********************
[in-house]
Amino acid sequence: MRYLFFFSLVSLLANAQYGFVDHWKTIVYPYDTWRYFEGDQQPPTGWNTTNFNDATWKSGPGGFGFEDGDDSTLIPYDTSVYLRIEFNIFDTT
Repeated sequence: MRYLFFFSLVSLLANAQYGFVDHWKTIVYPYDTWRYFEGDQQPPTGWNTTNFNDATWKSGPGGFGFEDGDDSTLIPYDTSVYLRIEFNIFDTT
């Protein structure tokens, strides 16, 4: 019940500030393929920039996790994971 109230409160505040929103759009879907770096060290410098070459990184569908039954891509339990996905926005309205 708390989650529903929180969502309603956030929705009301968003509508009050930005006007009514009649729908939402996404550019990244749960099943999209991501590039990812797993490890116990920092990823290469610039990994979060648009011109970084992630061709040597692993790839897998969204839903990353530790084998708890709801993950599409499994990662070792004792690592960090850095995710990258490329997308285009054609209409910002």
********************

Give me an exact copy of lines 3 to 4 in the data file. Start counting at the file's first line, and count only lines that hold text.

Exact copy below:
Repeated sequence: MRYLFFFSLVSLLANAQYGFVDHWKTIVYPYDTWRYFEGDQQPPTGWNTTNFNDATWKSGPGGFGFEDGDDSTLIPYDTSVYLRIEFNIFDTT
């Protein structure tokens, strides 16, 4: 019940500030393929920039996790994971 109230409160505040929103759009879907770096060290410098070459990184569908039954891509339990996905926005309205 708390989650529903929180969502309603956030929705009301968003509508009050930005006007009514009649729908939402996404550019990244749960099943999209991501590039990812797993490890116990920092990823290469610039990994979060648009011109970084992630061709040597692993790839897998969204839903990353530790084998708890709801993950599409499994990662070792004792690592960090850095995710990258490329997308285009054609209409910002």